After failing to make the indoor volleyball team for the 2016 Olympics, Alix Klineman decided she would switch her sport to beach volleyball. She explained, “I looked at the beach as a new opportunity and a chance to chase my dreams without anybody having to give me approval or put me on a roster.”
The decision has paid off: At her first-ever Olympics in Tokyo, the Jewish athlete took home gold with partner April Ross on Friday.
Seeded second in the beach volleyball tournament, the team defeated an Australia duo 21-15, 21-16. Klineman and Ross dropped only one set in the entire tournament.
“I still don’t know if I really ever expected this to come true,” said Klineman. “It feels like such a fairy tale.”
Klineman, a 31-year-old California native who attended Stanford University, was inducted into the Southern California Jewish Hall of Fame in 2015.
Ross gave Klineman the credit for helping her finally win gold and relished presenting her with the medal.
“I know that was a product of COVID, but it actually feels really special when you’re up there,” said Ross, who received her third Olympic medal from her third Olympic partner after a masked IOC official presented it on a tray because of pandemic protocols.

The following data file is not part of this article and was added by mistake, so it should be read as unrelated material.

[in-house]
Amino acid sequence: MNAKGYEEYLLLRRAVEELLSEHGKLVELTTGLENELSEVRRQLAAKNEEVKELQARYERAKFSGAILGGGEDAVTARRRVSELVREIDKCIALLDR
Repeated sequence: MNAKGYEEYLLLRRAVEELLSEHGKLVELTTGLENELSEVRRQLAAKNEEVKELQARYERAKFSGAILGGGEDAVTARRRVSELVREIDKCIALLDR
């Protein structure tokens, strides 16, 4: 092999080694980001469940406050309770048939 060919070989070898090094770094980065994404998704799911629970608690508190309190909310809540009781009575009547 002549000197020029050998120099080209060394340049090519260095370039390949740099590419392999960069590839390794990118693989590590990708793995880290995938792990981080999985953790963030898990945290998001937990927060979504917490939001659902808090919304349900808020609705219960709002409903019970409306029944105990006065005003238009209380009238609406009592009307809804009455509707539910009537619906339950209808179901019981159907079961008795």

“I was like, ‘We get to award the medals to each other,'” said Ross, who won silver in London and bronze in Rio de Janeiro. “In my head, I was thinking, ‘Thank you, Alix.’”
They played the final in brutal conditions in 92-degree Fahrenheit (33-degree Celsius) temperatures — the US TV broadcast said it felt like 129 Fahrenheit (54 Celsius) on the sand.
Klineman, a first-time Olympian, never let her new prize out of her grasp while talking to reporters. She said she had watched individual sports, where winners put their medals around their own necks, and was excited when she realized she could do that for Ross after working four years together to get to the Olympics, and then win it all.
“I feel like we’ve both just tried to support each other and give this partnership as much as we have,” she said. “And so it was a really special moment.”
“I still can’t fathom that it worked out the way it did,” said Ross, who played with Jen Kessy in 2012 and Kerri Walsh Jennings in 2016. “It’s kind of a fairy tale story, going out there to try and get my gold medal. And the fact that it actually happened feels really special and surreal.”